Windows Vista

1 minute read


Windows XP is a very stable operating system. A tremendous improvement from Windows 98. On top of that Windows Update has proven itself as a platform for distributing components of that core. Hindsight or not, I believe the correct approach to releasing Vista (Longhorn) would have been in purchasable components through Windows Update. Aero and other components could all have be modularly upgradeable. There are many reasons why Microsoft could have decided against this approach. It’s possible that Windows XP was not modular enough to upgrade that way. It’s also possible that this is what they have planned post-Vista. Or maybe they don’t have the same vision I do. What I do know though, is the Linux distributions I use like Debian have had this model for a long time and it works. All you need is an apt-get update; apt-get upgrade for a ‘Linux Update’ and an apt-get update; apt-get dist-upgrade for to migrate from ‘Linux XP’ to ‘Linux ista’. Microsoft made the wrong choice releasing Windows Vista (Longhorn) as a completely new operating system and this is going to hurt their pocket books long term. They had plenty of years to slip this capability into Windows XP. Only when Windows Update starts to offer purchasable upgrades will they really get to where they should have already been in the beginning with Longhorn and I think the consumers will be appreciative. No upgrades, just updates. That’s a lot less frightening to the average computer user.V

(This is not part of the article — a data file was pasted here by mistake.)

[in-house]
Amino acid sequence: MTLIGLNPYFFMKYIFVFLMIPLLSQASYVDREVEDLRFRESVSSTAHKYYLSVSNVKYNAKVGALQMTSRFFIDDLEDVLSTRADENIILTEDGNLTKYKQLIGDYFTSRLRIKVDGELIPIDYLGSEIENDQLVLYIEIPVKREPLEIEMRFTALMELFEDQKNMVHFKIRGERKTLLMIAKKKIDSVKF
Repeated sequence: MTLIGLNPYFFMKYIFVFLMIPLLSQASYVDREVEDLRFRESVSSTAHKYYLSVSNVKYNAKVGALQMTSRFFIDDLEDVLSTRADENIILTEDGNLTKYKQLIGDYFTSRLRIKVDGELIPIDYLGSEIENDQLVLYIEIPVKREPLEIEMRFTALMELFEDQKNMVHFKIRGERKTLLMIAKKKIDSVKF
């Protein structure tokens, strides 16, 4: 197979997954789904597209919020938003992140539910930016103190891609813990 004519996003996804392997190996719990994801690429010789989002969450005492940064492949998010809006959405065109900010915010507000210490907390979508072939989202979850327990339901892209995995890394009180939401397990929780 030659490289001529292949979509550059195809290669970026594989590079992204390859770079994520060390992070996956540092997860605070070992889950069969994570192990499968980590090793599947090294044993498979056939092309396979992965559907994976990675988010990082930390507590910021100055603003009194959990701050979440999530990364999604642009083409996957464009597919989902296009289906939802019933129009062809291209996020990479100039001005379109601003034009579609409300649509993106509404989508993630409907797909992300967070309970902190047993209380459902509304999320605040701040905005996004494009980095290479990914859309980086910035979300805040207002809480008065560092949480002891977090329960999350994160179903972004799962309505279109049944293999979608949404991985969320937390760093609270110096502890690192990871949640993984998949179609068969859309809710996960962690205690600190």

As an Amazon Associate I earn from qualifying purchases.